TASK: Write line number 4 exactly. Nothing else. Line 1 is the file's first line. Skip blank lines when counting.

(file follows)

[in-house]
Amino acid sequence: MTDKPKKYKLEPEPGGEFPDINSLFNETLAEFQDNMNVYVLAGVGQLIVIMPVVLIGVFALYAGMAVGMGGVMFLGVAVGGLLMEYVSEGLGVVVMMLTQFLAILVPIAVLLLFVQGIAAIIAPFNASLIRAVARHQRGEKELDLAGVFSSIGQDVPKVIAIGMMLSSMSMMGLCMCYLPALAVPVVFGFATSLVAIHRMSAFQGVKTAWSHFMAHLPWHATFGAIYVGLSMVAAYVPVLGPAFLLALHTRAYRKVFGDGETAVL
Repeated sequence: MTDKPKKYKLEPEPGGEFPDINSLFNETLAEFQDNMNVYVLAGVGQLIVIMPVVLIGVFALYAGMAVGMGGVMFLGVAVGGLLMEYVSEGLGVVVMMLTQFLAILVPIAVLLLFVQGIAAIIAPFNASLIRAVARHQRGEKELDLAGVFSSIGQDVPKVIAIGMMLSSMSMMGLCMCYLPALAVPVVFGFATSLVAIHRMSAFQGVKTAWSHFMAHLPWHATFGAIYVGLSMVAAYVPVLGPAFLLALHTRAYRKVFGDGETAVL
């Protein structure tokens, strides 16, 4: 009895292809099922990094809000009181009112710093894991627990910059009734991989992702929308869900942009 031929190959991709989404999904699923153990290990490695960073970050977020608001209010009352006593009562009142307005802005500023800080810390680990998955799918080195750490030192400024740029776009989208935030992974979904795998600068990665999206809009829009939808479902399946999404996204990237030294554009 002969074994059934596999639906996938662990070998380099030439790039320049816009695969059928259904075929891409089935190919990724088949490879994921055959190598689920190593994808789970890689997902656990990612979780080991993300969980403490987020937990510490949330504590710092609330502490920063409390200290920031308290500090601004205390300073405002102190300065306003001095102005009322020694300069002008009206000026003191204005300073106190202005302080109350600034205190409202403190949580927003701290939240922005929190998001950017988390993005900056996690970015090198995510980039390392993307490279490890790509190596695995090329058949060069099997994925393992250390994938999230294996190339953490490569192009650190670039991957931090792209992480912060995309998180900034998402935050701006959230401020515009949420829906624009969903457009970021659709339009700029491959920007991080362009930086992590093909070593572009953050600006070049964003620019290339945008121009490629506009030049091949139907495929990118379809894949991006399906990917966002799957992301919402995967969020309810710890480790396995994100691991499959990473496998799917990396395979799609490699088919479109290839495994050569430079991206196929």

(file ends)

């Protein structure tokens, strides 16, 4: 009895292809099922990094809000009181009112710093894991627990910059009734991989992702929308869900942009 031929190959991709989404999904699923153990290990490695960073970050977020608001209010009352006593009562009142307005802005500023800080810390680990998955799918080195750490030192400024740029776009989208935030992974979904795998600068990665999206809009829009939808479902399946999404996204990237030294554009 002969074994059934596999639906996938662990070998380099030439790039320049816009695969059928259904075929891409089935190919990724088949490879994921055959190598689920190593994808789970890689997902656990990612979780080991993300969980403490987020937990510490949330504590710092609330502490920063409390200290920031308290500090601004205390300073405002102190300065306003001095102005009322020694300069002008009206000026003191204005300073106190202005302080109350600034205190409202403190949580927003701290939240922005929190998001950017988390993005900056996690970015090198995510980039390392993307490279490890790509190596695995090329058949060069099997994925393992250390994938999230294996190339953490490569192009650190670039991957931090792209992480912060995309998180900034998402935050701006959230401020515009949420829906624009969903457009970021659709339009700029491959920007991080362009930086992590093909070593572009953050600006070049964003620019290339945008121009490629506009030049091949139907495929990118379809894949991006399906990917966002799957992301919402995967969020309810710890480790396995994100691991499959990473496998799917990396395979799609490699088919479109290839495994050569430079991206196929």